Managing the Press: Origins of the Media Presidency, 1897-1933

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Palgrave Macmillan, 1999 M01 14 - 233 pages
Managing the Press re-examines the emergence of the twentieth century media President, whose authority to govern depends largely on his ability to generate public support by appealing to the citizenry through the news media. From 1897 to 1933, White House successes and failures with the press established a foundation for modern executive leadership and helped to shape patterns of media practices and technologies through which Americans have viewed the presidency during most of the twentieth century. Author Stephen Ponder shows how these findings suggest a new context for contemporary questions about mediated public opinion and the foundations of presidential power, the challenge to the presidency by an increasingly adversarial press, the emergence of 'new media' formats and technologies, and the shaping of presidential leadership for the twenty-first century. Managing the Press explores the rise of the media presidency through the lens of the late-twentieth century, when the relationship between the President and the press is relevant to more important issues than ever before in the context of American politics.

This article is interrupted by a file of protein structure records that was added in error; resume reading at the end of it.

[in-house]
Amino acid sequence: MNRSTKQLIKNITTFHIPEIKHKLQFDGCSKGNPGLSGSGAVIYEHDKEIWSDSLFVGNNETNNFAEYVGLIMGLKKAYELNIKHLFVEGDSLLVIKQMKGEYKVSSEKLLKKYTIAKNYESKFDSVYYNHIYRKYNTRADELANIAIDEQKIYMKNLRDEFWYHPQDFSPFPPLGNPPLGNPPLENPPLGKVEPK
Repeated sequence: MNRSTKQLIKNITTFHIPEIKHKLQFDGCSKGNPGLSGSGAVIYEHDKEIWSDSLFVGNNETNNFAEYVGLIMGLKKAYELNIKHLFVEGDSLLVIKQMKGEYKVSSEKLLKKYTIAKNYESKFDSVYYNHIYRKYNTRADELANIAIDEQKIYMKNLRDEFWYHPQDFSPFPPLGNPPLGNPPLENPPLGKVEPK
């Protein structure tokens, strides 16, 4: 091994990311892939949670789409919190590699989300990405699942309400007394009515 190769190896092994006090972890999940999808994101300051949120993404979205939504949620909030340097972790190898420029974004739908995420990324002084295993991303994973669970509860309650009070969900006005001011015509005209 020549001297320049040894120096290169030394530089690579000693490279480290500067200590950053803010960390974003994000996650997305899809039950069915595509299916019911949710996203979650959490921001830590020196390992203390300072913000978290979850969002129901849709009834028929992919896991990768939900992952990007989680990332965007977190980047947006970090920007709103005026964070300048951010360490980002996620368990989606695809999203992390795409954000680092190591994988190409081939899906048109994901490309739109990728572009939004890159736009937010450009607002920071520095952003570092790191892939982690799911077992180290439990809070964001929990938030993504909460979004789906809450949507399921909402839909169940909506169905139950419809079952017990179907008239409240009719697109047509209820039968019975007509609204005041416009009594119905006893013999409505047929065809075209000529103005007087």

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Managing the press: origins of the media presidency, 1897-1933

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This examination of the origins of the "media presidency" provides a useful and balanced explanation of how the presidency--with the help of "new media"--grabbed center stage in the American political ... Read full review

About the author (1999)

STEPHEN PONDER is Associate Professor of Journalism and Communication at the University of Oregon. For ten years he worked as a journalist for regional and national news organizations, and also served as a congressional press secretary.

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